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BPEA | Spring 2007

The Effect of Dividends on Consumption

discussants: James Poterba and
James Poterba President - National Bureau of Economic Research (NBER), Mitsui Professor of Economics - MIT
Joel B. Slemrod

Spring 2007


MICROSOFT’S $32 BILLION CASH dividend of December 2004 was the largest
corporate payout ever. Classical models of finance and consumption-saving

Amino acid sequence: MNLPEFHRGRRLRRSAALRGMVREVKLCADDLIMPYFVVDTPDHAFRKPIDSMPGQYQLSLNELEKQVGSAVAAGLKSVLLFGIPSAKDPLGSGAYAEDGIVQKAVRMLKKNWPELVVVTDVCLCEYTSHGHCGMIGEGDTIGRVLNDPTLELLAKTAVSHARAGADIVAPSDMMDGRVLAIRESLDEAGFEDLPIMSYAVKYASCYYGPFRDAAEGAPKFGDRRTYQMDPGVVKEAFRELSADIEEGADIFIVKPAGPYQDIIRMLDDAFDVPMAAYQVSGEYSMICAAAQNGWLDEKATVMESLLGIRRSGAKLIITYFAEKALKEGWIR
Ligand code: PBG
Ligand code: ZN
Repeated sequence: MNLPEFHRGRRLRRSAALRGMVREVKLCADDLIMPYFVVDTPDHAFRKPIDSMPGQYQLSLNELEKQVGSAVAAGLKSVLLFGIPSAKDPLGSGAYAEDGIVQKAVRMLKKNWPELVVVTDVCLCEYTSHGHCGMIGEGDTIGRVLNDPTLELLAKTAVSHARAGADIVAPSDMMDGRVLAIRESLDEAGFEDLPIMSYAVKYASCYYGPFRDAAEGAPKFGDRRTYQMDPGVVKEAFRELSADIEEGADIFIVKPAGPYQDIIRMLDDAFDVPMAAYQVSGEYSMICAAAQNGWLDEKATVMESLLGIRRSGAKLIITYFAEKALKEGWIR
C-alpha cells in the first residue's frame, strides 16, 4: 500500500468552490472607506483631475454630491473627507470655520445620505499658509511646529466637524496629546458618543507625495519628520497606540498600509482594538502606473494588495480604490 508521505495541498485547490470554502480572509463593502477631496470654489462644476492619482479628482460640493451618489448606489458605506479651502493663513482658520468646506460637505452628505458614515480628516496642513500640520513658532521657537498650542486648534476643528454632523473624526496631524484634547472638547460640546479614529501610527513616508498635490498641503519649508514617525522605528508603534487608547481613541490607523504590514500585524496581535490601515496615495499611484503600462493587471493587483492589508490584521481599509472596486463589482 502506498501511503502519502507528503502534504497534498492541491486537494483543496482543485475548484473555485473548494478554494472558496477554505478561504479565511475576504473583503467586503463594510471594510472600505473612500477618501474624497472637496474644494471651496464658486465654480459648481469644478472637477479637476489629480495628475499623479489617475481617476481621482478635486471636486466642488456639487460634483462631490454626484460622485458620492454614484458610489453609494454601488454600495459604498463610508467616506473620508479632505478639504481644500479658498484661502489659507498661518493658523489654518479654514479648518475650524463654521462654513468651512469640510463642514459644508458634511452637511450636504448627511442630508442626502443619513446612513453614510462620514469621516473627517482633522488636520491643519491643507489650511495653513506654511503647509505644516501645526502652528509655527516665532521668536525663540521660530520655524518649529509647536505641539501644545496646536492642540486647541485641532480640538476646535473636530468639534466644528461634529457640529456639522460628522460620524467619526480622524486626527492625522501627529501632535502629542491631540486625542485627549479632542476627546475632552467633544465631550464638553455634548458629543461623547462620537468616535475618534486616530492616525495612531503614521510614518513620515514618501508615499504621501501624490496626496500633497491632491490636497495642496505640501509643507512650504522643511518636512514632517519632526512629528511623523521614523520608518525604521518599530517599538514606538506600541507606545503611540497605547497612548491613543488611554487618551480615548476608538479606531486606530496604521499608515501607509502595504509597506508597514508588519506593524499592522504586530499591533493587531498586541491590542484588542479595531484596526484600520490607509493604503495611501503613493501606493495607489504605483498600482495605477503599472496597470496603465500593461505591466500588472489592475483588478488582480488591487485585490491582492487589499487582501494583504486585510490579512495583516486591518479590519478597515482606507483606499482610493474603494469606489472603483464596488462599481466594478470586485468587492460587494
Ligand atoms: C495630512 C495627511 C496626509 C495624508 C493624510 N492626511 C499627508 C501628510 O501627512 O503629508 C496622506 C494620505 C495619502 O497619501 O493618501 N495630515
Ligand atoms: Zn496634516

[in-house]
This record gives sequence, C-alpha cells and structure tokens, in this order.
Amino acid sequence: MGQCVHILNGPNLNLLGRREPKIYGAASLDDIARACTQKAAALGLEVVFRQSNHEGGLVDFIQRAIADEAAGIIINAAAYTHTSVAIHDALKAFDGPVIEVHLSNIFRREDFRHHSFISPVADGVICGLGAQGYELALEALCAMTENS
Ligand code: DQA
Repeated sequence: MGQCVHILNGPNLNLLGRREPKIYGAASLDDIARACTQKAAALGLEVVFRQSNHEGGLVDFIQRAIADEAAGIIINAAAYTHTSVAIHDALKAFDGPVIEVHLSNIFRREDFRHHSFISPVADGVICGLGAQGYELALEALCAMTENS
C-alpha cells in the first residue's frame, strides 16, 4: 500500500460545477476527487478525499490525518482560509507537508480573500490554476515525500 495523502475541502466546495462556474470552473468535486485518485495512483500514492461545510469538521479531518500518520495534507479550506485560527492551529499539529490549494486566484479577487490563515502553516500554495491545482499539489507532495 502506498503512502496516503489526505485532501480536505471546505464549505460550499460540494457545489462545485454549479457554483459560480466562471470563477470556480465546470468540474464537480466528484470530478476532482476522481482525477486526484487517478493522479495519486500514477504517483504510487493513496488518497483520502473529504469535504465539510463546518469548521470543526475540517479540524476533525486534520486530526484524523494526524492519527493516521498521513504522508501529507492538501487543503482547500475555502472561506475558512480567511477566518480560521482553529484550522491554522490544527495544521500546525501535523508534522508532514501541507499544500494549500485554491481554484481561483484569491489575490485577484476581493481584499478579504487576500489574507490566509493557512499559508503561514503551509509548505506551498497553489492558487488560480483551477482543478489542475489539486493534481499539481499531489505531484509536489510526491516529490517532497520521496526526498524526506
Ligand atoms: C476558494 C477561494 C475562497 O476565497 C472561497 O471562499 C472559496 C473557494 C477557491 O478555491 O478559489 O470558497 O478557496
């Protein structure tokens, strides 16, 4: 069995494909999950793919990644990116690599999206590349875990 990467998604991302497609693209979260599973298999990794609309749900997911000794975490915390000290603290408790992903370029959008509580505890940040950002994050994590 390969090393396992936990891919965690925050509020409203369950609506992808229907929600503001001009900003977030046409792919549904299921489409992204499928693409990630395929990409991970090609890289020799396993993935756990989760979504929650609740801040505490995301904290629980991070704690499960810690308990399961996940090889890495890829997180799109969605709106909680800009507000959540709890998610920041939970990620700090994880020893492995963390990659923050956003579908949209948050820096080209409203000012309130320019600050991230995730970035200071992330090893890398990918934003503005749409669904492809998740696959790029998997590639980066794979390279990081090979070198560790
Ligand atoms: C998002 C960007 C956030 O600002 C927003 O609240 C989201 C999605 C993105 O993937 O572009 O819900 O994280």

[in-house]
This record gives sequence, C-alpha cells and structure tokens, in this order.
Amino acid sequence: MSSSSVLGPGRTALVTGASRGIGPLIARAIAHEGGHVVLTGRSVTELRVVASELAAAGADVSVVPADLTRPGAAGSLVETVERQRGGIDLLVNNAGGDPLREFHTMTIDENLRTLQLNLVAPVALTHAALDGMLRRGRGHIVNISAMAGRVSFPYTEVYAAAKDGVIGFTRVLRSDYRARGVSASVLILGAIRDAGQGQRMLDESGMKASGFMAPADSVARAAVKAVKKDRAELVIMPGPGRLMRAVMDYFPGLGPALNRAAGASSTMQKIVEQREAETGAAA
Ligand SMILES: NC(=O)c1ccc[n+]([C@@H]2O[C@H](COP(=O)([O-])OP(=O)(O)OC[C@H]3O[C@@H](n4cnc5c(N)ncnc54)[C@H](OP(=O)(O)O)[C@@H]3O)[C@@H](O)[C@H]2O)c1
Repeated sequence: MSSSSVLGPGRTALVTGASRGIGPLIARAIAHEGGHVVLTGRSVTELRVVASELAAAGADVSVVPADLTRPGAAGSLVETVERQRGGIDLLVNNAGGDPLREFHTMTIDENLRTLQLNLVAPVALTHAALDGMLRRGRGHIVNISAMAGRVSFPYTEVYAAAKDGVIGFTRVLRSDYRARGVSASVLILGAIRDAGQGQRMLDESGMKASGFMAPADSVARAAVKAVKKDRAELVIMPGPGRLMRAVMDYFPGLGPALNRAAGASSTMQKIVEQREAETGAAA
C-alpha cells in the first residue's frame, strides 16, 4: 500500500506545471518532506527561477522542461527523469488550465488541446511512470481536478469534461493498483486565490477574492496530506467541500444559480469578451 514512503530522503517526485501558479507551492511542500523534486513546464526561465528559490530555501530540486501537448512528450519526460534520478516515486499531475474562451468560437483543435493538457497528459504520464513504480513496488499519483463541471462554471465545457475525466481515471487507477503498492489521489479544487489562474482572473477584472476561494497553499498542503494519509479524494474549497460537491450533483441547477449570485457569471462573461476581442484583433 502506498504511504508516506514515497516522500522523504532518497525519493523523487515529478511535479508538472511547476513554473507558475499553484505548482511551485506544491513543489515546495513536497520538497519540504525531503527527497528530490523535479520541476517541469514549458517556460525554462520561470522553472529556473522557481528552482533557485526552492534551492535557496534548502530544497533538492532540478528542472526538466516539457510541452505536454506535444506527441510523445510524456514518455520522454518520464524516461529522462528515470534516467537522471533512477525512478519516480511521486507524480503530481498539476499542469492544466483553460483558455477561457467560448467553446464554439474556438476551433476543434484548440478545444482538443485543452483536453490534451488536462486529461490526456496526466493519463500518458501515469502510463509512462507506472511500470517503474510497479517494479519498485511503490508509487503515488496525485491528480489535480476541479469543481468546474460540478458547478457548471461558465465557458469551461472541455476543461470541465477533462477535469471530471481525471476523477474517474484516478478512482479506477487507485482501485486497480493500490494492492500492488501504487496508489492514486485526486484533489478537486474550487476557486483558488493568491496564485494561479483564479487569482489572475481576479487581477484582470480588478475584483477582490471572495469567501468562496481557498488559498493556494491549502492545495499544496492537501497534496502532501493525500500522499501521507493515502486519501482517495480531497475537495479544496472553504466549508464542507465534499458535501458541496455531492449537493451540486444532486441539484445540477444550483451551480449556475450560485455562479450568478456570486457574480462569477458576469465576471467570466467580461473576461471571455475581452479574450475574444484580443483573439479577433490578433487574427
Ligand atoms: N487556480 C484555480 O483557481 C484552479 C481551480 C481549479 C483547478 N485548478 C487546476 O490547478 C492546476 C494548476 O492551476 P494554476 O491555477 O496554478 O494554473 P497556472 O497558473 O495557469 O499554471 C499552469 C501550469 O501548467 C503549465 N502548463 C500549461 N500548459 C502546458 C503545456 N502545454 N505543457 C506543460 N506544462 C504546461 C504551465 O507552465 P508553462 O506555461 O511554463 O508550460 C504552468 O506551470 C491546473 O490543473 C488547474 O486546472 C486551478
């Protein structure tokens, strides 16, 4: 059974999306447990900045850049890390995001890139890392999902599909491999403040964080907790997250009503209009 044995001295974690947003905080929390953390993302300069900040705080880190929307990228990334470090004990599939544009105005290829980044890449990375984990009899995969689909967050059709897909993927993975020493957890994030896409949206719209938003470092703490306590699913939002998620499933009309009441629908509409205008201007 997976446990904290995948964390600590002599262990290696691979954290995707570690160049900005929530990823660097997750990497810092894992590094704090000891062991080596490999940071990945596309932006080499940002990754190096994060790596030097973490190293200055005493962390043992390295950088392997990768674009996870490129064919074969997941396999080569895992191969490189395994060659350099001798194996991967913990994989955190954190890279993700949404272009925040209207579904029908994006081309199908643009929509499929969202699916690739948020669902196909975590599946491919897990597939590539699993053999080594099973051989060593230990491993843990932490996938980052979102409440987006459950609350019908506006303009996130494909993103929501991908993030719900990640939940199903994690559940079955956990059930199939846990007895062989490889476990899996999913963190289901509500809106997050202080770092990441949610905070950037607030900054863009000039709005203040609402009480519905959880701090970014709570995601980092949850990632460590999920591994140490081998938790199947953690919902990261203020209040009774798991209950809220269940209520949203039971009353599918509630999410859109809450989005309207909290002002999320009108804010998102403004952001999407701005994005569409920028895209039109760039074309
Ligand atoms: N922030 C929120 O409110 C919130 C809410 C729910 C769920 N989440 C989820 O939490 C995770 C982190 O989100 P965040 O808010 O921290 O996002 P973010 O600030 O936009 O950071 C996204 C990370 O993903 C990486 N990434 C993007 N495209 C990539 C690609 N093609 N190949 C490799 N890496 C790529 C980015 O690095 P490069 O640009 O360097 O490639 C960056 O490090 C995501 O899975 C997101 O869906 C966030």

decisions predict that this dividend will have little effect on the consumption
of Microsoft investors. Under the assumptions of Merton Miller and Franco
Modigliani, for example, investors can always reinvest unwanted dividends,
or sell shares to create homemade dividends, and thereby insulate their
preferred consumption stream from corporate dividend policies.1 Thus, in
traditional models, the division of stock returns into dividends and capital
gains is a financial decision of the firm that has no “real” consequence for
investor consumption patterns.